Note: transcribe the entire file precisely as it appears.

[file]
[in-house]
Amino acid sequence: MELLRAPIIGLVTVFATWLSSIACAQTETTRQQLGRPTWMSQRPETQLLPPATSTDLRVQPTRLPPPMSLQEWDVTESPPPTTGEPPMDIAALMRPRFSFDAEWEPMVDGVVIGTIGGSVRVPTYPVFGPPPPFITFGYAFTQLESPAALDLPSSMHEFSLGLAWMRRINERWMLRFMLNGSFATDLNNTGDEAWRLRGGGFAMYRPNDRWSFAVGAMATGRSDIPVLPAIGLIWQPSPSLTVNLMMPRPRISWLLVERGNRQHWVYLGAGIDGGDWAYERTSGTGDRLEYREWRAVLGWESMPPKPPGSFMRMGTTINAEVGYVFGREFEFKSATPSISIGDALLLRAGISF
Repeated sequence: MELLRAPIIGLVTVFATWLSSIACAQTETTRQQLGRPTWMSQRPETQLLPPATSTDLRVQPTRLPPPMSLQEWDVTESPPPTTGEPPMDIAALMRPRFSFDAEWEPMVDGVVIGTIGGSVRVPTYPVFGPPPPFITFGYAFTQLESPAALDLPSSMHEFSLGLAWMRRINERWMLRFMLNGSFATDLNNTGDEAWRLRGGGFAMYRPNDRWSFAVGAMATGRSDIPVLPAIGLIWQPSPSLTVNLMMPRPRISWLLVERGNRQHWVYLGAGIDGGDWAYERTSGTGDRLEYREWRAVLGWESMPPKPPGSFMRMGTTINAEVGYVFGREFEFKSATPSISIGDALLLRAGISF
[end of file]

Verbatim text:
[in-house]
Amino acid sequence: MELLRAPIIGLVTVFATWLSSIACAQTETTRQQLGRPTWMSQRPETQLLPPATSTDLRVQPTRLPPPMSLQEWDVTESPPPTTGEPPMDIAALMRPRFSFDAEWEPMVDGVVIGTIGGSVRVPTYPVFGPPPPFITFGYAFTQLESPAALDLPSSMHEFSLGLAWMRRINERWMLRFMLNGSFATDLNNTGDEAWRLRGGGFAMYRPNDRWSFAVGAMATGRSDIPVLPAIGLIWQPSPSLTVNLMMPRPRISWLLVERGNRQHWVYLGAGIDGGDWAYERTSGTGDRLEYREWRAVLGWESMPPKPPGSFMRMGTTINAEVGYVFGREFEFKSATPSISIGDALLLRAGISF
Repeated sequence: MELLRAPIIGLVTVFATWLSSIACAQTETTRQQLGRPTWMSQRPETQLLPPATSTDLRVQPTRLPPPMSLQEWDVTESPPPTTGEPPMDIAALMRPRFSFDAEWEPMVDGVVIGTIGGSVRVPTYPVFGPPPPFITFGYAFTQLESPAALDLPSSMHEFSLGLAWMRRINERWMLRFMLNGSFATDLNNTGDEAWRLRGGGFAMYRPNDRWSFAVGAMATGRSDIPVLPAIGLIWQPSPSLTVNLMMPRPRISWLLVERGNRQHWVYLGAGIDGGDWAYERTSGTGDRLEYREWRAVLGWESMPPKPPGSFMRMGTTINAEVGYVFGREFEFKSATPSISIGDALLLRAGISF